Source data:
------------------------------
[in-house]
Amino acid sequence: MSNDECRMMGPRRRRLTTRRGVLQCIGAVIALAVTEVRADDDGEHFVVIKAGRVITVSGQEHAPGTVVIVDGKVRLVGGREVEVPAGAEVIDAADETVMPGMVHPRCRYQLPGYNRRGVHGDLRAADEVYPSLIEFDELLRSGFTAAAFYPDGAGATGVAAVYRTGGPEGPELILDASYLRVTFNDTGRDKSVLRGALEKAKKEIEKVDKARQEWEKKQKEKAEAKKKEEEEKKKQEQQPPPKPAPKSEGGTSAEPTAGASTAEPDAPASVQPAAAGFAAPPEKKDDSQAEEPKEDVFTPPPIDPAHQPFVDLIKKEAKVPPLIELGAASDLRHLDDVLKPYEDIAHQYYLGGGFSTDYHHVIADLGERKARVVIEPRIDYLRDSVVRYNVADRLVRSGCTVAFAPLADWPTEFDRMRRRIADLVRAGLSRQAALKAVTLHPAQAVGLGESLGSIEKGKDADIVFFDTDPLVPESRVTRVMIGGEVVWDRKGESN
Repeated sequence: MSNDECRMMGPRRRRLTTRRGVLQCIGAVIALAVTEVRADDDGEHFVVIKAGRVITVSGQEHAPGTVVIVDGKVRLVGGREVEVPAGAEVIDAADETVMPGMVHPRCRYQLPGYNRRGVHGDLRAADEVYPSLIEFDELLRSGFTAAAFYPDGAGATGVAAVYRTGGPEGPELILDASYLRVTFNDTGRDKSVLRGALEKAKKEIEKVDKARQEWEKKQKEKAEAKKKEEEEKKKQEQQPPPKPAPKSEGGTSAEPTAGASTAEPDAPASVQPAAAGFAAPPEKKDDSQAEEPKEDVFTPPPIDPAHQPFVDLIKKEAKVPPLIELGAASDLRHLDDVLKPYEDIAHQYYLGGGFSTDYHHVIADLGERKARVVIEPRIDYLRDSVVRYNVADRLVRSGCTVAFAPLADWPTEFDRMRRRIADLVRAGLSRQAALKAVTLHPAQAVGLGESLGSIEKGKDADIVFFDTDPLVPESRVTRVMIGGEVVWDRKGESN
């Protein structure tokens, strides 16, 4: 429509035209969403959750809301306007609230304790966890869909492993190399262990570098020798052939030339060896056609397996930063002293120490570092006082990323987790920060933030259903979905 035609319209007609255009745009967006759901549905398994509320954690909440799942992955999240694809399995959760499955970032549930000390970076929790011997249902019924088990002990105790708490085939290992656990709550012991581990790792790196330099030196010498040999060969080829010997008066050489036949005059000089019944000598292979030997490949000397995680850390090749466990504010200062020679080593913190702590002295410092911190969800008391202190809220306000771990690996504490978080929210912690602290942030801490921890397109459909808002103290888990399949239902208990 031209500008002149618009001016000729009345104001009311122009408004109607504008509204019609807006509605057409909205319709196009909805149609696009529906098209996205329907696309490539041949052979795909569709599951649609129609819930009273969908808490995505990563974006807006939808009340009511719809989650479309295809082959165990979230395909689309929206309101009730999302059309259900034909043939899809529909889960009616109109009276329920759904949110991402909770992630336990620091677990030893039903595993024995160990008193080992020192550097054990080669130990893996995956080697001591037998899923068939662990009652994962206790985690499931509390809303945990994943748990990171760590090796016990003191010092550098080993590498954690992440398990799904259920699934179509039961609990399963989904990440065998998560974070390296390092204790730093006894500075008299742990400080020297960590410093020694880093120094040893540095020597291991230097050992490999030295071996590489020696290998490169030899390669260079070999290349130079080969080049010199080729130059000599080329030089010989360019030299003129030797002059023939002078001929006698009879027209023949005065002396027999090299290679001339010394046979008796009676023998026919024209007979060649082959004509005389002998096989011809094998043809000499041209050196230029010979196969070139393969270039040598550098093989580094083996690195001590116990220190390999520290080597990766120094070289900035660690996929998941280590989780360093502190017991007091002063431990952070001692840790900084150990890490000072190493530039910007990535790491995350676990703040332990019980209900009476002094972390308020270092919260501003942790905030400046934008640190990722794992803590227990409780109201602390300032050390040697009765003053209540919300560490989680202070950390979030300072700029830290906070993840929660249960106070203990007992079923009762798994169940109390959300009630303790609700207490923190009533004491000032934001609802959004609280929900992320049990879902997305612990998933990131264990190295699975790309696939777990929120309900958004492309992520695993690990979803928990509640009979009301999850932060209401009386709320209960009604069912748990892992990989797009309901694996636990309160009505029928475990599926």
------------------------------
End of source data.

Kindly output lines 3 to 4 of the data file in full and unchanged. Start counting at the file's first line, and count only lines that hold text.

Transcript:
Repeated sequence: MSNDECRMMGPRRRRLTTRRGVLQCIGAVIALAVTEVRADDDGEHFVVIKAGRVITVSGQEHAPGTVVIVDGKVRLVGGREVEVPAGAEVIDAADETVMPGMVHPRCRYQLPGYNRRGVHGDLRAADEVYPSLIEFDELLRSGFTAAAFYPDGAGATGVAAVYRTGGPEGPELILDASYLRVTFNDTGRDKSVLRGALEKAKKEIEKVDKARQEWEKKQKEKAEAKKKEEEEKKKQEQQPPPKPAPKSEGGTSAEPTAGASTAEPDAPASVQPAAAGFAAPPEKKDDSQAEEPKEDVFTPPPIDPAHQPFVDLIKKEAKVPPLIELGAASDLRHLDDVLKPYEDIAHQYYLGGGFSTDYHHVIADLGERKARVVIEPRIDYLRDSVVRYNVADRLVRSGCTVAFAPLADWPTEFDRMRRRIADLVRAGLSRQAALKAVTLHPAQAVGLGESLGSIEKGKDADIVFFDTDPLVPESRVTRVMIGGEVVWDRKGESN
């Protein structure tokens, strides 16, 4: 429509035209969403959750809301306007609230304790966890869909492993190399262990570098020798052939030339060896056609397996930063002293120490570092006082990323987790920060933030259903979905 035609319209007609255009745009967006759901549905398994509320954690909440799942992955999240694809399995959760499955970032549930000390970076929790011997249902019924088990002990105790708490085939290992656990709550012991581990790792790196330099030196010498040999060969080829010997008066050489036949005059000089019944000598292979030997490949000397995680850390090749466990504010200062020679080593913190702590002295410092911190969800008391202190809220306000771990690996504490978080929210912690602290942030801490921890397109459909808002103290888990399949239902208990 031209500008002149618009001016000729009345104001009311122009408004109607504008509204019609807006509605057409909205319709196009909805149609696009529906098209996205329907696309490539041949052979795909569709599951649609129609819930009273969908808490995505990563974006807006939808009340009511719809989650479309295809082959165990979230395909689309929206309101009730999302059309259900034909043939899809529909889960009616109109009276329920759904949110991402909770992630336990620091677990030893039903595993024995160990008193080992020192550097054990080669130990893996995956080697001591037998899923068939662990009652994962206790985690499931509390809303945990994943748990990171760590090796016990003191010092550098080993590498954690992440398990799904259920699934179509039961609990399963989904990440065998998560974070390296390092204790730093006894500075008299742990400080020297960590410093020694880093120094040893540095020597291991230097050992490999030295071996590489020696290998490169030899390669260079070999290349130079080969080049010199080729130059000599080329030089010989360019030299003129030797002059023939002078001929006698009879027209023949005065002396027999090299290679001339010394046979008796009676023998026919024209007979060649082959004509005389002998096989011809094998043809000499041209050196230029010979196969070139393969270039040598550098093989580094083996690195001590116990220190390999520290080597990766120094070289900035660690996929998941280590989780360093502190017991007091002063431990952070001692840790900084150990890490000072190493530039910007990535790491995350676990703040332990019980209900009476002094972390308020270092919260501003942790905030400046934008640190990722794992803590227990409780109201602390300032050390040697009765003053209540919300560490989680202070950390979030300072700029830290906070993840929660249960106070203990007992079923009762798994169940109390959300009630303790609700207490923190009533004491000032934001609802959004609280929900992320049990879902997305612990998933990131264990190295699975790309696939777990929120309900958004492309992520695993690990979803928990509640009979009301999850932060209401009386709320209960009604069912748990892992990989797009309901694996636990309160009505029928475990599926």